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Wednesday, 8 July, 2015
Quote of the week
"To address violence…a transformation in social norms and attitudes around gender, power and violence is needed."
- Wessel Van Den Berg, PhD Student in Sociology, Stellenbosch University.
Comment of the week
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Internet Banking, PACSA, Poaching…
In this week’s edition of NGO Pulse, CMDS, an entity led by chartered accountants among others, to serve the nonprofit sector, urges non-governmental organisations (NGOs) to ensure that they do not create room for their finance staff to channel money into private accounts when making payments through Internet banking. In its Finance Risk #5, CMDS is of the view that NGOs should always confirm the bank account details of those it is paying and “This should be done by obtaining original bank documentation from every supplier (such as a cancelled cheque or an original bank-stamped letter).” It also advises organisations to ensure that all payments are made to bank accounts that have been verified in order to significantly reduce the risk of payment fraud.
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South Africa often comes under fire for not doing enough to curb the illegal poaching of plants – especially the protected species.
We also bring you the Pietermaritzburg Agency for Community Social Action’s (PACSA) Monthly Food Barometer for May 2015, which provides a snapshot of the trends in food price inflation since January 2015. PACSA argues that high levels of inflation on starchy foods are of concern because households prioritise the purchase of starches before any other category of food. It notes that that high prices on the starches means that few monies are available to secure a diversity of food required for good health and well-being. The report further emphasises that for a growing number of households; the possibility of securing a diverse variety of foods has long been abandoned because of the burden of affordability, which has become overwhelming. PACSA is of the view that the increase in the cost of a basket of food has to be considered against the context of a deepening affordability crisis, adding that, “Most households are under immense financial strain with 86% of South Africans in debt.”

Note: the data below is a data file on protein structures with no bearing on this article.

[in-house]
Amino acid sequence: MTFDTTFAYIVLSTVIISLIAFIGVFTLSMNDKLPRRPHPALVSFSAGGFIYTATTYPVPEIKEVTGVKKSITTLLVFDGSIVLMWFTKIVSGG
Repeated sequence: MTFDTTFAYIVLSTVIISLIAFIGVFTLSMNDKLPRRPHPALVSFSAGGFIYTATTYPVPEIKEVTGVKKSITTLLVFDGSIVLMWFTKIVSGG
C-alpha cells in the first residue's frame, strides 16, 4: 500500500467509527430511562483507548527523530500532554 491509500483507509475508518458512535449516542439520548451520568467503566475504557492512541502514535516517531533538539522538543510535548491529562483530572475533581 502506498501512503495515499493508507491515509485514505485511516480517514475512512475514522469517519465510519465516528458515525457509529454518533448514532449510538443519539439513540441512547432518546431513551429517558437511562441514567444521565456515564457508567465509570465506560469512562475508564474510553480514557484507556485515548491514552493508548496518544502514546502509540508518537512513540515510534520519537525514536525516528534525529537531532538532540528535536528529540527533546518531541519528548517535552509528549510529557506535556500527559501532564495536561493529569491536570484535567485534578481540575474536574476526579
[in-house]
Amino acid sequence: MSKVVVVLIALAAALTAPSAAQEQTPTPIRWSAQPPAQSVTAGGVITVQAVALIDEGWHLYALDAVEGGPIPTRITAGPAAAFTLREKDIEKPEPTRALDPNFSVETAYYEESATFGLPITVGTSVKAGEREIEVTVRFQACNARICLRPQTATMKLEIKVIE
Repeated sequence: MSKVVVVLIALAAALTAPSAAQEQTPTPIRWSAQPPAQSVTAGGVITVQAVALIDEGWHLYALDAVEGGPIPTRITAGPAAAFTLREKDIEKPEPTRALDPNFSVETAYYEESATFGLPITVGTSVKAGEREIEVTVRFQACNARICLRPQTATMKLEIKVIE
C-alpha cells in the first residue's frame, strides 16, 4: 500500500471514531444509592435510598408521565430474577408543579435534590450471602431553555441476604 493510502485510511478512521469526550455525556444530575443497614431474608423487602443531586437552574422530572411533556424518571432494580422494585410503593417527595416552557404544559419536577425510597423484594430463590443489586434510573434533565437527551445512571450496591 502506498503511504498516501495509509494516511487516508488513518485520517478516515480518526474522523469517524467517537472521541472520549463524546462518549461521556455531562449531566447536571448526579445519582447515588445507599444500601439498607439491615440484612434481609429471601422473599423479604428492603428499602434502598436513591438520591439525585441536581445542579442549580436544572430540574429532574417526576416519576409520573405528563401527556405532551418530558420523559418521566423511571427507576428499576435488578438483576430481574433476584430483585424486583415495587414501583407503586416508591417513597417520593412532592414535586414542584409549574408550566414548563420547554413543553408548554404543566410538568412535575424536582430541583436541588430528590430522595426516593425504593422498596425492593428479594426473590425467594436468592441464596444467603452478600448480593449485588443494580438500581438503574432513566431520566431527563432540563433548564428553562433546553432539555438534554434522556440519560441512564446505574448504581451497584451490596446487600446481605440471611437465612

Click here to read the full blog.
Wessel Van Den Berg, a PhD Student in Sociology at Stellenbosch University, focuses on violence and how the involvement of men in various family-related responsibilities could translate into breaking the intergenerational cycle of violence in communities. Van Den Berg writes that the incidents of violence against women and children in equitable homes is three times lower than households where fathers dominate. He believes that a long-term strategy to prevent male violence is to prevent violence against children before they become adults, however, “…to prevent violence and gender equality, men must become more involved in household care work.”
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